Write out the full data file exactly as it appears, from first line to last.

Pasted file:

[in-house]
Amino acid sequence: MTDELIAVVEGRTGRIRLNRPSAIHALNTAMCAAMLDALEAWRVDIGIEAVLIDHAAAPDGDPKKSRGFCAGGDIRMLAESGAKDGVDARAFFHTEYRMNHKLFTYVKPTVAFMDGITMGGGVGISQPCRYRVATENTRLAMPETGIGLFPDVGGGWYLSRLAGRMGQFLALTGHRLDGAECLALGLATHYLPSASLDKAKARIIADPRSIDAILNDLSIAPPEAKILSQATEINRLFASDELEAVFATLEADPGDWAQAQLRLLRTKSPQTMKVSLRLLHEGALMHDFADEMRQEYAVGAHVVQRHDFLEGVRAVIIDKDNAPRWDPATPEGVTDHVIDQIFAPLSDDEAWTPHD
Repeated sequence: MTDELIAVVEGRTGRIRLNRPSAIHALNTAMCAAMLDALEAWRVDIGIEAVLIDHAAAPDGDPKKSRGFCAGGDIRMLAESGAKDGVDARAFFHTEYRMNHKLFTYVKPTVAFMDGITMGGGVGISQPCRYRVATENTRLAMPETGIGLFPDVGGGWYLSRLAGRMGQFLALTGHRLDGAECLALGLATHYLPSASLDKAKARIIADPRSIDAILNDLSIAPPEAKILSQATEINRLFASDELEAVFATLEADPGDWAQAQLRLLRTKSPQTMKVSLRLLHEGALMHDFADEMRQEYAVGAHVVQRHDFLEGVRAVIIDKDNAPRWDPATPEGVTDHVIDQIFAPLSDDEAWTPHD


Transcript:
[in-house]
Amino acid sequence: MTDELIAVVEGRTGRIRLNRPSAIHALNTAMCAAMLDALEAWRVDIGIEAVLIDHAAAPDGDPKKSRGFCAGGDIRMLAESGAKDGVDARAFFHTEYRMNHKLFTYVKPTVAFMDGITMGGGVGISQPCRYRVATENTRLAMPETGIGLFPDVGGGWYLSRLAGRMGQFLALTGHRLDGAECLALGLATHYLPSASLDKAKARIIADPRSIDAILNDLSIAPPEAKILSQATEINRLFASDELEAVFATLEADPGDWAQAQLRLLRTKSPQTMKVSLRLLHEGALMHDFADEMRQEYAVGAHVVQRHDFLEGVRAVIIDKDNAPRWDPATPEGVTDHVIDQIFAPLSDDEAWTPHD
Repeated sequence: MTDELIAVVEGRTGRIRLNRPSAIHALNTAMCAAMLDALEAWRVDIGIEAVLIDHAAAPDGDPKKSRGFCAGGDIRMLAESGAKDGVDARAFFHTEYRMNHKLFTYVKPTVAFMDGITMGGGVGISQPCRYRVATENTRLAMPETGIGLFPDVGGGWYLSRLAGRMGQFLALTGHRLDGAECLALGLATHYLPSASLDKAKARIIADPRSIDAILNDLSIAPPEAKILSQATEINRLFASDELEAVFATLEADPGDWAQAQLRLLRTKSPQTMKVSLRLLHEGALMHDFADEMRQEYAVGAHVVQRHDFLEGVRAVIIDKDNAPRWDPATPEGVTDHVIDQIFAPLSDDEAWTPHD